Elections Lawsuit Focuses on Asian American Voting Rights

by SUEVON LEE | @suevlee

Two prominent civil rights groups on Wednesday filed a lawsuit against the City of Fullerton, located in Orange County, Calif., alleging that its at-large election system dilutes the Asian American vote in violation of the California Voting Rights Act.

The suit was filed on behalf of Korean American community organizer and Fullerton resident Jonathan Paik by the Southern California chapter of the American Civil Liberties Union and the advocacy group Asian Americans Advancing Justice.

The suit argues that Fullerton’s at-large elections system, which allows any eligible voter in the city to vote for any candidate regardless of where they reside, creates a racially polarized voting pattern where the city’s white majority vote is preventing Asian Americans from wielding any real electoral influence.

From the city’s founding in 1887 up until present day, “despite the fact that many Asian American candidates have run for Council seats, only two Asian Americans have ever won election to the City Council,” the complaint states.

Asian Americans make up nearly a quarter of the city’s population while 54 percent is Caucasian and 34.4 percent Latino. No Asian Americans or Latinos currently sit on Fullerton’s five-member City Council, in which members are elected to four-year terms and elections are held on a staggered basis on even-numbered years.

Last year, Vivian Jaramillo, a Latina candidate who ran unsuccessfully for City Council in 2006 and 2012, sued the City of Fullerton, alleging vote dilution among Latino residents under the city’s at-large elections system.

Paik’s suit seeks an order requiring the city to adopt an alternative election system, such as a district-based system where candidates from a district are elected by voters of that particular district.

“If you look at the last several elections when an Asian candidate has run, that candidate has ben preferred by a majority of the Asian electorate,” Laboni Hoq, litigation director at AAAJ, told KoreAm. “But because of the way the at-large system works, that voice gets drowned out by the majority, and they tend to elect candidates who are white or of another ethnicity.”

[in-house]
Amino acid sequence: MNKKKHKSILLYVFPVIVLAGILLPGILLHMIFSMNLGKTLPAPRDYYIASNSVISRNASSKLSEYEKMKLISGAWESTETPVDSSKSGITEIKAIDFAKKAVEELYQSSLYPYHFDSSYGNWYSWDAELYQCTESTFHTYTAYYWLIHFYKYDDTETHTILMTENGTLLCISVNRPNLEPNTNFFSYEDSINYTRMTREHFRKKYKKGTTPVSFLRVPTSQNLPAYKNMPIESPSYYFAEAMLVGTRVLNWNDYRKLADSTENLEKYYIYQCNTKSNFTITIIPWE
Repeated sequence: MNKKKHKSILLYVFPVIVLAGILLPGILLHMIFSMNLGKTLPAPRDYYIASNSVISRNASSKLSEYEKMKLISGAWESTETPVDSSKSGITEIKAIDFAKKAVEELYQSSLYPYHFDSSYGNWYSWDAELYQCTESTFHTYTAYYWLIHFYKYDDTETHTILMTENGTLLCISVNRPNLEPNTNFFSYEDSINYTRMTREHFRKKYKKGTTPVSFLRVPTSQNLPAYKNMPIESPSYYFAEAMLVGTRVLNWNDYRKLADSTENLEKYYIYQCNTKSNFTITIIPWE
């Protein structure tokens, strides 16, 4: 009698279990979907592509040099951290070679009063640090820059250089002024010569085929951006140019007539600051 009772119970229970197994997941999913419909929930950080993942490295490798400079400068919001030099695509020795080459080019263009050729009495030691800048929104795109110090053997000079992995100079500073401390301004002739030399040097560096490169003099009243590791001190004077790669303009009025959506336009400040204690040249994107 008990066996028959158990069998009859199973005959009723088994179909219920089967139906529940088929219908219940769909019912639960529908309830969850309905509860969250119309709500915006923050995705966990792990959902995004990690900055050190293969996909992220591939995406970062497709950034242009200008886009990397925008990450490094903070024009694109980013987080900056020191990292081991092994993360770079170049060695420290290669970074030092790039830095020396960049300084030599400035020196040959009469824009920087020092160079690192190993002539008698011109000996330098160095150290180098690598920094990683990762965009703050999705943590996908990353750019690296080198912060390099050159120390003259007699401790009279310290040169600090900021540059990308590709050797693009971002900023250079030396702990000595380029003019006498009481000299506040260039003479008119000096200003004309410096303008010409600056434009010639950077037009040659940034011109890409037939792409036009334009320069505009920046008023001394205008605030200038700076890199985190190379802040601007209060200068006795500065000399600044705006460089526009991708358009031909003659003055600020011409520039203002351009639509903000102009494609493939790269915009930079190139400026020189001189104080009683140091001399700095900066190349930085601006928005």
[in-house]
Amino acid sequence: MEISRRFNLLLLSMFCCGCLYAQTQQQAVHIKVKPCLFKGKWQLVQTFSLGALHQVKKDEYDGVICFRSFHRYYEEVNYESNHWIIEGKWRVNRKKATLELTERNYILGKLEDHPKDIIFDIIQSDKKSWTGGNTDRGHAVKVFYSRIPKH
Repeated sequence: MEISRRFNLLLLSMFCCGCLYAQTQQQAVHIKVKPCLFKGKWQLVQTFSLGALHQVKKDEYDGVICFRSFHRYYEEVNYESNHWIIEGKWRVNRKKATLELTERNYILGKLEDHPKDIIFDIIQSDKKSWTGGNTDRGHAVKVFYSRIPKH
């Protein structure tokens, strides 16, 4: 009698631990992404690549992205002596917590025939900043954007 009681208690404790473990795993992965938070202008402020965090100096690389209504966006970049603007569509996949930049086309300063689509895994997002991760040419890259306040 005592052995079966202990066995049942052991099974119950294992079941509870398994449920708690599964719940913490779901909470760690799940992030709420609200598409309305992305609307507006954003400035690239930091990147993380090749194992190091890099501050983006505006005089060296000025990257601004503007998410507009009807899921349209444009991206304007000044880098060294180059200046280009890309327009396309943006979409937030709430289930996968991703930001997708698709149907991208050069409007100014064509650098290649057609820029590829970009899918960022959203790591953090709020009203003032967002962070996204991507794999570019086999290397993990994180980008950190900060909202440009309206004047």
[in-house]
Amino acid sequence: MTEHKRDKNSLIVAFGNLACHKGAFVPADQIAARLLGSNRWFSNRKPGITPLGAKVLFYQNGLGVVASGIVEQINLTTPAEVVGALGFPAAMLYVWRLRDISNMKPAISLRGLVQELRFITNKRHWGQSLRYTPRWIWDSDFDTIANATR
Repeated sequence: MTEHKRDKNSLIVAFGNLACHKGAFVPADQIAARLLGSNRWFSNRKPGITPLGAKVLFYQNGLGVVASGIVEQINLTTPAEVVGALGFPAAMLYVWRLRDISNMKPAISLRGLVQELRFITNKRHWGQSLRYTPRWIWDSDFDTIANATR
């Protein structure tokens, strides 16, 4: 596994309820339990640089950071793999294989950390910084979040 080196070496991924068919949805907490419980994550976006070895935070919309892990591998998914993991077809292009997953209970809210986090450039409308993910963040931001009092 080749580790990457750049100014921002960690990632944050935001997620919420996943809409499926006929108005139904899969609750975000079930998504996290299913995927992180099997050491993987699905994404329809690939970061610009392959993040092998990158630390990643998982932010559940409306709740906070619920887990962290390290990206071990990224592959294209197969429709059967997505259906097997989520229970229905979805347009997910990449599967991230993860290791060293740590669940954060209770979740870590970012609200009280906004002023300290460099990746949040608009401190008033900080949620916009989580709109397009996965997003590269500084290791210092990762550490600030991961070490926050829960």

With a population of roughly 135,161, Fullerton is one of the largest cities in California that still holds at-large elections, according to the complaint. In March 2013, Escondido, just north of San Diego, settled a similar voting rights lawsuit by moving to a district-based election system. And last November, voters in Anaheim approved a ballot measure, prompted by another voting rights lawsuit, proposing the city switch from at-large elections to district-based voting. Anaheim residents will be able to vote for two additional City Council members based on districts come 2016, according to the Orange County Register.

“There is clearly a will and desire for the Asian American community to run and be represented in [Fullerton’s] City Council. But the at-large election system prevents that,” Brendan Hamme, an ACLU attorney who helped file the suit, told KoreAm. “I would think once Asian Americans are aware that they have a real shot at being elected and having their voices heard on the City Council, that would galvanize even more people than we’ve seen to run for office.”

Paik’s complaint argues that an alternative voting system is particularly important in Fullerton due to the “long history of discrimination against Asian Americans throughout Orange County,” including a U.S. Department of Justice investigation that found a pattern of racial discrimination against minorities in hiring practices for the city’s police and fire departments between 1986 and 1993 and the repeated questioning of a former Asian American council member’s citizenship status by Fullerton residents back in 1996.

More recently, the complaint notes, Young Kim, a Korean American who in November was elected to the California State Assembly District 65, faced off against an opponent, Sharon Quirk-Silva, who deployed the phrase “Not One of Us” next to Kim’s photo in her campaign mailings.

The complaint also points out other problematic voting practices in the city, such as an elections website that has translations in Japanese and Chinese “hidden from immediate view” despite the fact that 66 percent of Fullerton’s Asian American population is foreign-born.

Paik, a 27-year-old who works as a civic engagement coordinator at the Korean Resource Center in Buena Park, told KoreAm on Wednesday that as a longtime resident of Fullerton, he has always felt “a disconnect from city government and that my voice couldn’t be heard.”

“We’re hoping that we’re able to elect an official, in my voice, [representing] my interests in the community,” he said. “I believe that with a district-based election system, that becomes more possible, getting an elected official from a particular community.”

KoreAm has not yet heard back from Fullerton city officials regarding the lawsuit.